The Art of Coffeeby Hardy Haberman
I've been slurping down a hot brown liquid that my parents had insisted was coffee
since I was 12 years old. Since that time I labored under the misconception that I
had become a coffee drinker. (After all, Mrs. Olsen
told me I was drinking the richest kind.)
That was in 1974. For a few years I mail ordered my coffee from the Crescent
City, secure in the knowledge that I had found the ultimate cup of coffee. Later the
French Roast brands began cropping up on shelves in my local Dallas
supermarkets, and I began to experiment with different blends.
Then, in 1990, I made my first trip to Seattle, Washington. That year, the coffee craze was bubbling throughout the Pacific Northwest, poised to boil over across the nation. There were Espresso stands on almost every corner that summer. I even bought a cup of coffee from a street vendor with a big thermos strapped to his back. This was a city powered by caffeine, and not just the store bought grind, these jittery folks had made coffee brewing and drinking an art.
So who started this whole Coffee thing? Some people blame the Aztecs, who called an infusion made with
the beans the "drink of the Gods" but the history books look to the Arab world, noting that it was first
cultivated in Yemen. Needless to say, the bean is popular in Java, which is actually west of Krakatoa,
despite what the movie said. The bean is second only to cocaine as a cash crop in Colombia, and in Brazil
more people dance and in Brazil more samba dancers drink coffee than any other single drink, save water.
Coffee is grown in at least 25 countries throughout the world, although many types never make it to the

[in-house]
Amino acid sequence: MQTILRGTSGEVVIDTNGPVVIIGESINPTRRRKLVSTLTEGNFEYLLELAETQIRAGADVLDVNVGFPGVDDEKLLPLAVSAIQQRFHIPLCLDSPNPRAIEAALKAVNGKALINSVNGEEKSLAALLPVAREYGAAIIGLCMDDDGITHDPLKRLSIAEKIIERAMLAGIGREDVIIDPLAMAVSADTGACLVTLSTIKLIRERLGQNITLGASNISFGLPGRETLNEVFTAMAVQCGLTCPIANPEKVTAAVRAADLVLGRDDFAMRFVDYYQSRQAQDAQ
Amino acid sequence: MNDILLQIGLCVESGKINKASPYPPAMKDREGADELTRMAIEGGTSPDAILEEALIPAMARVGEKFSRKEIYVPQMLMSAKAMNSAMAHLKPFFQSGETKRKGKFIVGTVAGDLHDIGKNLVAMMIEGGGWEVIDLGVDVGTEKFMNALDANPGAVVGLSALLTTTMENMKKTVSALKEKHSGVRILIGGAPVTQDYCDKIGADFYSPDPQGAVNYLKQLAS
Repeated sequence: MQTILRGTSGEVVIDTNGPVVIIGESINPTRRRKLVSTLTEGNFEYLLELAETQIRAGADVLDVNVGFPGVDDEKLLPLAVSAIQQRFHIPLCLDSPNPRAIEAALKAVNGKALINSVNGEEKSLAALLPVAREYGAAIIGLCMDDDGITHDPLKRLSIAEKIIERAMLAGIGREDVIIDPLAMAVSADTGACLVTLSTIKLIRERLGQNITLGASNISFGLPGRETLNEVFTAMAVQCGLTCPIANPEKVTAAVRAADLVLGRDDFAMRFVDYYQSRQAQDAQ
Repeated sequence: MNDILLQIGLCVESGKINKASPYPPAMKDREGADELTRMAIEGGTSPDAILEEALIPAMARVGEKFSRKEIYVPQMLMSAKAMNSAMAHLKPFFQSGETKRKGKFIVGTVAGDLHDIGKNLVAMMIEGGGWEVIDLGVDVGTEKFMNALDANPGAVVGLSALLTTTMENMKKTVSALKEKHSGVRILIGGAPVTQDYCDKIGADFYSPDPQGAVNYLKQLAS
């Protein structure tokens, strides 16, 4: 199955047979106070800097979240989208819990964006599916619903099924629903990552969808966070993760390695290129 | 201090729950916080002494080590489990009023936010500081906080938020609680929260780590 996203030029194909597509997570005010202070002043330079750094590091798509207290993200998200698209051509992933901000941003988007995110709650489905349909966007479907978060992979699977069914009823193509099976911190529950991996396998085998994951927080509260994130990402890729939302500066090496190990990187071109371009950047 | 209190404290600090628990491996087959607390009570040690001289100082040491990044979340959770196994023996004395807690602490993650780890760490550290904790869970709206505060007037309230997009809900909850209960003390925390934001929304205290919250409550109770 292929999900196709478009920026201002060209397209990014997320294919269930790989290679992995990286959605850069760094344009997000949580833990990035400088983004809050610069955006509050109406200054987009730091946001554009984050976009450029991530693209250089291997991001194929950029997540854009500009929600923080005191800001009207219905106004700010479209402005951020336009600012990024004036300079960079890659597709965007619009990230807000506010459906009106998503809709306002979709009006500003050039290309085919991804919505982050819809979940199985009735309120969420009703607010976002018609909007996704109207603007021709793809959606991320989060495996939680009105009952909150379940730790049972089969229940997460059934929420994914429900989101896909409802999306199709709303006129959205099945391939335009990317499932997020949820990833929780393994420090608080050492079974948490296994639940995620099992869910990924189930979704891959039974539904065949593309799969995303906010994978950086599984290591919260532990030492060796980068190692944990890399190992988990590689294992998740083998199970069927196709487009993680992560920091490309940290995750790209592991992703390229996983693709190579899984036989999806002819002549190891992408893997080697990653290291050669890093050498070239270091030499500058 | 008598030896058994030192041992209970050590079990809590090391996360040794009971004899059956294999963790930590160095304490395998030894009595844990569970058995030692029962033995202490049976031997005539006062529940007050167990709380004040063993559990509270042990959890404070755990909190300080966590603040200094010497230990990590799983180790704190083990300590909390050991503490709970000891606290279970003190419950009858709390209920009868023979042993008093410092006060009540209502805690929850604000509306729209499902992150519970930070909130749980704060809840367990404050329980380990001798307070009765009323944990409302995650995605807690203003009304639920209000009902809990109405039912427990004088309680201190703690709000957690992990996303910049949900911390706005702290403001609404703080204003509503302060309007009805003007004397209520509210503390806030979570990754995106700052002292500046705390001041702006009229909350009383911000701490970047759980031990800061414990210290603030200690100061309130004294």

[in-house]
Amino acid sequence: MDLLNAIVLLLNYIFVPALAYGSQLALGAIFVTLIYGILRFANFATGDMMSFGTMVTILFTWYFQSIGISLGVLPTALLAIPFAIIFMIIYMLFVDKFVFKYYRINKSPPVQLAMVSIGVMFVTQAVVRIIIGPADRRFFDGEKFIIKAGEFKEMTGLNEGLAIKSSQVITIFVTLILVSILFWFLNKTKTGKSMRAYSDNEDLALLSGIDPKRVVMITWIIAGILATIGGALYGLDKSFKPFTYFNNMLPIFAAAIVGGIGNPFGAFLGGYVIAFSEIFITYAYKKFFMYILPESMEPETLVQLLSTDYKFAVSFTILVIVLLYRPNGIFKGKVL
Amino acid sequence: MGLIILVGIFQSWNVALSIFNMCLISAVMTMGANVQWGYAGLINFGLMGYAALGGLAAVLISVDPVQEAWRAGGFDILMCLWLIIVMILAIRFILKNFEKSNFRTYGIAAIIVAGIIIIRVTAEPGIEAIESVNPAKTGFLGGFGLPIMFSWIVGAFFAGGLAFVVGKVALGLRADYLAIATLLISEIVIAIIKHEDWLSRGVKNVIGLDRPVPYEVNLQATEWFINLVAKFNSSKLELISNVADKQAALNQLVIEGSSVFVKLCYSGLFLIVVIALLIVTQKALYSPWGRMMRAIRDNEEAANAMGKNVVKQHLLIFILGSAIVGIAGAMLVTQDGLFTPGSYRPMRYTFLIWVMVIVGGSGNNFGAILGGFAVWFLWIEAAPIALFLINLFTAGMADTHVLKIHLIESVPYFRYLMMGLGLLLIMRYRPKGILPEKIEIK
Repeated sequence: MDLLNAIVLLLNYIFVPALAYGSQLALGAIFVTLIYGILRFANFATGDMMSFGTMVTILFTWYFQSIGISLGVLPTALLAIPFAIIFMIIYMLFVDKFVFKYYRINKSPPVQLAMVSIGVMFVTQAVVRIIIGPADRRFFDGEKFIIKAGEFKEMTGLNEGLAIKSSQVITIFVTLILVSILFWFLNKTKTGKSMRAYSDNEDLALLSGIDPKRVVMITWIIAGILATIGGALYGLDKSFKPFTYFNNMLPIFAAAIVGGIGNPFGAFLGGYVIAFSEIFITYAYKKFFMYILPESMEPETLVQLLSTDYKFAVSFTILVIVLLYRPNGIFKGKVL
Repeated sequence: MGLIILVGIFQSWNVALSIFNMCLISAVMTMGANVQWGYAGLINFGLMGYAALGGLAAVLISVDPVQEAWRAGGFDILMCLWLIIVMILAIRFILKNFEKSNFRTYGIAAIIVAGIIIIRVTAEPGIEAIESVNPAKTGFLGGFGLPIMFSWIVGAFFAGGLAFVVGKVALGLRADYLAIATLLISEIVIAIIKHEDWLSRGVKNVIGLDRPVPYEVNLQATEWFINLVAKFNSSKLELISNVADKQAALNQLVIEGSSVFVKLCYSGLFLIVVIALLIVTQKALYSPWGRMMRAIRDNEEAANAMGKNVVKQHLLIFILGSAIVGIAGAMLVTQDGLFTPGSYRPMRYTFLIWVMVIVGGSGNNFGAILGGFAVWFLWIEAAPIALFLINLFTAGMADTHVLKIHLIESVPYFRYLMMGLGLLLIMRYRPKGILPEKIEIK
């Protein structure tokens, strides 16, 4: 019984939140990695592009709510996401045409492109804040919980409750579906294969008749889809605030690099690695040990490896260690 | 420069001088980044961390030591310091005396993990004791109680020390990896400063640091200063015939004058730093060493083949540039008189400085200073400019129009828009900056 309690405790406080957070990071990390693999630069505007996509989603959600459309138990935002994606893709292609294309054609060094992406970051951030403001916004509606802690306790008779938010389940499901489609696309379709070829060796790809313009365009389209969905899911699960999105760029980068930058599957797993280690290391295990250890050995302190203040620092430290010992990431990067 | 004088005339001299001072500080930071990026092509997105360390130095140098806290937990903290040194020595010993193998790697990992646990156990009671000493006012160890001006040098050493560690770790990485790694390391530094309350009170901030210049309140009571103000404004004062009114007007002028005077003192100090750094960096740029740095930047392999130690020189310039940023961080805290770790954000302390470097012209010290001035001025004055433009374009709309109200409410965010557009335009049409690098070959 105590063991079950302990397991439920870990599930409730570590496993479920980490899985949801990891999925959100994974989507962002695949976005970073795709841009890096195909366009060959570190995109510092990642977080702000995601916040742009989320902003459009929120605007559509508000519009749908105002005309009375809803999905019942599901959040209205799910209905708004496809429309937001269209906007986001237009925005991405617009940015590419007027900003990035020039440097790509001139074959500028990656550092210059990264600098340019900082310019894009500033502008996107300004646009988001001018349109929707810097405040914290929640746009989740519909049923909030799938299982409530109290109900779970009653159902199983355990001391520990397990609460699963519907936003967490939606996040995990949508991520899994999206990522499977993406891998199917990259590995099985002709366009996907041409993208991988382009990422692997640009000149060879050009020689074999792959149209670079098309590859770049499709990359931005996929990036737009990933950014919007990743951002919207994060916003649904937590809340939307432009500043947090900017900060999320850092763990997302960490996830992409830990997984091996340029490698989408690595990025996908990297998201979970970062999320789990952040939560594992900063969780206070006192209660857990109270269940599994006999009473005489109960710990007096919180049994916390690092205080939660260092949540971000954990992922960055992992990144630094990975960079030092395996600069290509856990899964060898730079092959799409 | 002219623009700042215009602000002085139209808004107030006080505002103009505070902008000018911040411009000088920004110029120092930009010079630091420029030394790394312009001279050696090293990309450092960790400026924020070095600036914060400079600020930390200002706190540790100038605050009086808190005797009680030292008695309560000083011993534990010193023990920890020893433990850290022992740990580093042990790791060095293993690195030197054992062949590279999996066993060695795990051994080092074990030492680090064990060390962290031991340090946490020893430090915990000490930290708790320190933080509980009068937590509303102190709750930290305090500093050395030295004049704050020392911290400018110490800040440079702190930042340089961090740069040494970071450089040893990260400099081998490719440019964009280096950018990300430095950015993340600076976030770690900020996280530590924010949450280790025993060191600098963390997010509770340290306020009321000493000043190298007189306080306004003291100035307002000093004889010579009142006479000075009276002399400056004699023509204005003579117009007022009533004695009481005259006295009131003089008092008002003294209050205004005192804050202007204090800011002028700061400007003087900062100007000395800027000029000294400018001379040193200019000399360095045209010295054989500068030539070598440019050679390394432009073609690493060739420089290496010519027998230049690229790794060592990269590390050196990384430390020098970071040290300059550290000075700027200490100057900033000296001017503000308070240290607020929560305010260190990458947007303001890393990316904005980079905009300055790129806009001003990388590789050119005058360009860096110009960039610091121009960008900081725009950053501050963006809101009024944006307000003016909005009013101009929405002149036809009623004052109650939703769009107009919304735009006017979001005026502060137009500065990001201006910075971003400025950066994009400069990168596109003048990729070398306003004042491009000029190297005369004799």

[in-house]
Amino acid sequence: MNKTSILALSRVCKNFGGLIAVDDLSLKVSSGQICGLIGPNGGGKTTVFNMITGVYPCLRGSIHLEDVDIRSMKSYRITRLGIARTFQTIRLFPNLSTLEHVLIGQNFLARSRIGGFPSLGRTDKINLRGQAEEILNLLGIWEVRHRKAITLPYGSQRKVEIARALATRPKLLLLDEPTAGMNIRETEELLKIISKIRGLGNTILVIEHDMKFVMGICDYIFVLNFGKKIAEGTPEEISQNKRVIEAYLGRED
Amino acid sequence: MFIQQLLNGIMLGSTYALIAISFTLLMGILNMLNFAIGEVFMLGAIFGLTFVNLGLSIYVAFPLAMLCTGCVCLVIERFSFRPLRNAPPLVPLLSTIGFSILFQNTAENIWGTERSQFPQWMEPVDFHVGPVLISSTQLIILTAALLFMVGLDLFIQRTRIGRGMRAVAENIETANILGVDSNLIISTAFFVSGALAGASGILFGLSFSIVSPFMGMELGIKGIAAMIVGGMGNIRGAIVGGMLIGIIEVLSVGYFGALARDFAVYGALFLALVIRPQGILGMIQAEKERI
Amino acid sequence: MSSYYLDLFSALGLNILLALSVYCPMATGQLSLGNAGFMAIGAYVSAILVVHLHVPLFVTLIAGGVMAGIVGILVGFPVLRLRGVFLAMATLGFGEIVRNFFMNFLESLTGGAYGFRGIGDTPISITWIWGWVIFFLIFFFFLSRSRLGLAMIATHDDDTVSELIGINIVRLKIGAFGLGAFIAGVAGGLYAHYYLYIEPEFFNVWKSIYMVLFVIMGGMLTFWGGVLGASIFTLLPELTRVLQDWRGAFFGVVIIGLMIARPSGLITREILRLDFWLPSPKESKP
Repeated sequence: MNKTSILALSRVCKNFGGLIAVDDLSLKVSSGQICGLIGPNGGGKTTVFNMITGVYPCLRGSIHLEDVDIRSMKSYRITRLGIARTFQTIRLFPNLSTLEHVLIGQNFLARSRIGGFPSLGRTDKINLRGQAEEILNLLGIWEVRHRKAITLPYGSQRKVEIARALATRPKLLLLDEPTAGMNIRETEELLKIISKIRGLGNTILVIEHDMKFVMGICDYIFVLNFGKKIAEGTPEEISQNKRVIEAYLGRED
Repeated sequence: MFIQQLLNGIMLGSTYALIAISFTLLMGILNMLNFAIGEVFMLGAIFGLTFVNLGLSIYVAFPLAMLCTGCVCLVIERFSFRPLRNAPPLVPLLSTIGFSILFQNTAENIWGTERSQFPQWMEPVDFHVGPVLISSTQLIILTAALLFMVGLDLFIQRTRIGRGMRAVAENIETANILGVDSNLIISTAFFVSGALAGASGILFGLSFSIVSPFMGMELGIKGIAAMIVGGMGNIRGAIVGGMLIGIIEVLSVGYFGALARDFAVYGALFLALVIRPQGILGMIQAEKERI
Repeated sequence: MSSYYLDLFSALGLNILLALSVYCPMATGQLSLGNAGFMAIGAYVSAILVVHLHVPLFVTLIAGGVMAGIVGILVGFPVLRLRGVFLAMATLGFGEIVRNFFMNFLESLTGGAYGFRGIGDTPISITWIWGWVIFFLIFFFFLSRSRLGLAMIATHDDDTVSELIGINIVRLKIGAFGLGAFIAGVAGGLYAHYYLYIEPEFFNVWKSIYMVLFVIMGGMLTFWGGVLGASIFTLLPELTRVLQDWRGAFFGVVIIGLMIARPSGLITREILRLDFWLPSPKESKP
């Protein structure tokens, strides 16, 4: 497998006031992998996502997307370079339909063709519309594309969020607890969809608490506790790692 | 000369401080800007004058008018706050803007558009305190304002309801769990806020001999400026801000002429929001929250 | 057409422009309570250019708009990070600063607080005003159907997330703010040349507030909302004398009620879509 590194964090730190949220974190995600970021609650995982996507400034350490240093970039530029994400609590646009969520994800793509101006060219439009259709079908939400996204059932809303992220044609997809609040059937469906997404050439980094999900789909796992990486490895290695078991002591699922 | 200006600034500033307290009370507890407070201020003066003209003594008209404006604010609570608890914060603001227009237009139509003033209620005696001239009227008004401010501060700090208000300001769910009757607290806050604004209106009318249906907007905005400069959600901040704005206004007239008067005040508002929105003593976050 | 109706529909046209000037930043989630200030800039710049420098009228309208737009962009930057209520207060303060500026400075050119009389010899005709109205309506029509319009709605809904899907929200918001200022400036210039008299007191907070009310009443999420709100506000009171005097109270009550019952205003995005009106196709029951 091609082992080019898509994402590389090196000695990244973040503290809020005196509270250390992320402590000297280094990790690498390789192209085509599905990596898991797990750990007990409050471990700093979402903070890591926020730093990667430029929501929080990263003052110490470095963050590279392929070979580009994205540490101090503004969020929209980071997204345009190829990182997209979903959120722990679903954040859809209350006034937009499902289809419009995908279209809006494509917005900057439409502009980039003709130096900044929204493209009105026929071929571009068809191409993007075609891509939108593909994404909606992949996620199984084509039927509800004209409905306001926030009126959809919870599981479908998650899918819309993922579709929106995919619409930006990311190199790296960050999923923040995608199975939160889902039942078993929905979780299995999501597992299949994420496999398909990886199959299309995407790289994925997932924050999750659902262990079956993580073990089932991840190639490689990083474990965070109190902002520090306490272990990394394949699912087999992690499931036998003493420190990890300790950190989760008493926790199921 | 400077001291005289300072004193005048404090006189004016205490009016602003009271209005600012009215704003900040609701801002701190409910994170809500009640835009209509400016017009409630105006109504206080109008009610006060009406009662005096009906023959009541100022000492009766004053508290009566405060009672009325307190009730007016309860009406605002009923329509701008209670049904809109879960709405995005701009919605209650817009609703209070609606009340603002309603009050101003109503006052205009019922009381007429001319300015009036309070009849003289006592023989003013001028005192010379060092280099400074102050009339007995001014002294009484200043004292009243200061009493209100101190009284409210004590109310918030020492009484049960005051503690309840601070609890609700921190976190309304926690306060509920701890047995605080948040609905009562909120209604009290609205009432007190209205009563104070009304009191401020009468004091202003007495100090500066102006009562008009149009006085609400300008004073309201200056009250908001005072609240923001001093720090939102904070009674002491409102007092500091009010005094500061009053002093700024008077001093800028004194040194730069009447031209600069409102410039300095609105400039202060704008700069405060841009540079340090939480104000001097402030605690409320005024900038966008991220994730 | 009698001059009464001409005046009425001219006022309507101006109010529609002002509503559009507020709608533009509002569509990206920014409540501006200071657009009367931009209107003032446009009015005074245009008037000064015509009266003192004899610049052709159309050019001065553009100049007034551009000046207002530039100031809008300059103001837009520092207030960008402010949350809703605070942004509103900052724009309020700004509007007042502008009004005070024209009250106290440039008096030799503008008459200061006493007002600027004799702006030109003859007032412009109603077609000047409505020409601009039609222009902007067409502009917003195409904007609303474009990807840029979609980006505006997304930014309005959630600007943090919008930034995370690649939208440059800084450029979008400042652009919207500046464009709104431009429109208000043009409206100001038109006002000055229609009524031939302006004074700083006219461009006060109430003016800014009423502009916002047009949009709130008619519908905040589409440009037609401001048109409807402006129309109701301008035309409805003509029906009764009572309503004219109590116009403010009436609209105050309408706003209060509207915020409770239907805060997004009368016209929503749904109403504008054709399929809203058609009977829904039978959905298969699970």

United States. (For those who are sticklers for facts, don't check these too closely.)
The bean, or coffee berry, as it appears on the tree, is dried and roasted in a variety of ways. Most
commercial coffee in the U.S. is roasted only until it turns brown. Just enough to dry it out for grinding.
There is the big problem! Unless the beans are roasted until they are fully dry, a lot of the flavor is lost.
The dark roasts are the heartiest of the coffees. Additionally, the left over moisture in the beans makes
them heavier, and so you get less coffee per pound with most brand name coffees.
Specialty houses, like the temple of caffeine, Starbuck's, roast the beans fully, leaving them slick and oily they come out of the roaster with a slight oily look, and brew a cup of coffee that really delivers the flavor of the bean. Happily, due to Mother Nature and enterprising botanists, there are hundreds of varieties of bean.
|A Gallery of Coffee Drinks|
While living in Mexico city, I found that most coffee served after a meal prepared in this way. Plain old brewed coffee, south of the border, is considered Cafe Americano.
Measure ample coffee for a strong brew into the filter basket. Break the cinnamon stick into several pieces
and place it on top of the ground coffee. Add 1/4 teaspoon of powdered cocoa to the grounds. Serve with an ample
shot of heavy cream and sugar.
As this brews, the aroma of cinnamon and cocoa is irresistible. Serve it with a couple of plain sugar cookies
and it makes a great light desert.
Orange Mist Coffee
1. Ground French roast or Viennese coffee
Brew a moderate pot of French roast coffee. In the bottom of a cup, place 1/8 teaspoon of Orange Flower Water. Pour
the hot coffee over it and garnish the edge of the cup with the orange peel spiral. My host told me to rub the
rim of the cup, much like you would with a lemon peel for espresso, before drinking.
Thai Iced Coffee
1. Ground French roast coffee
Brew the coffee TWICE to THREE TIMES as strong as normal. Mix about a half a cup of coffee with 2 tblsp. of
condensed milk and pour over lots of crushed ice.
French Press Coffee
Cowboy Boiled Coffee
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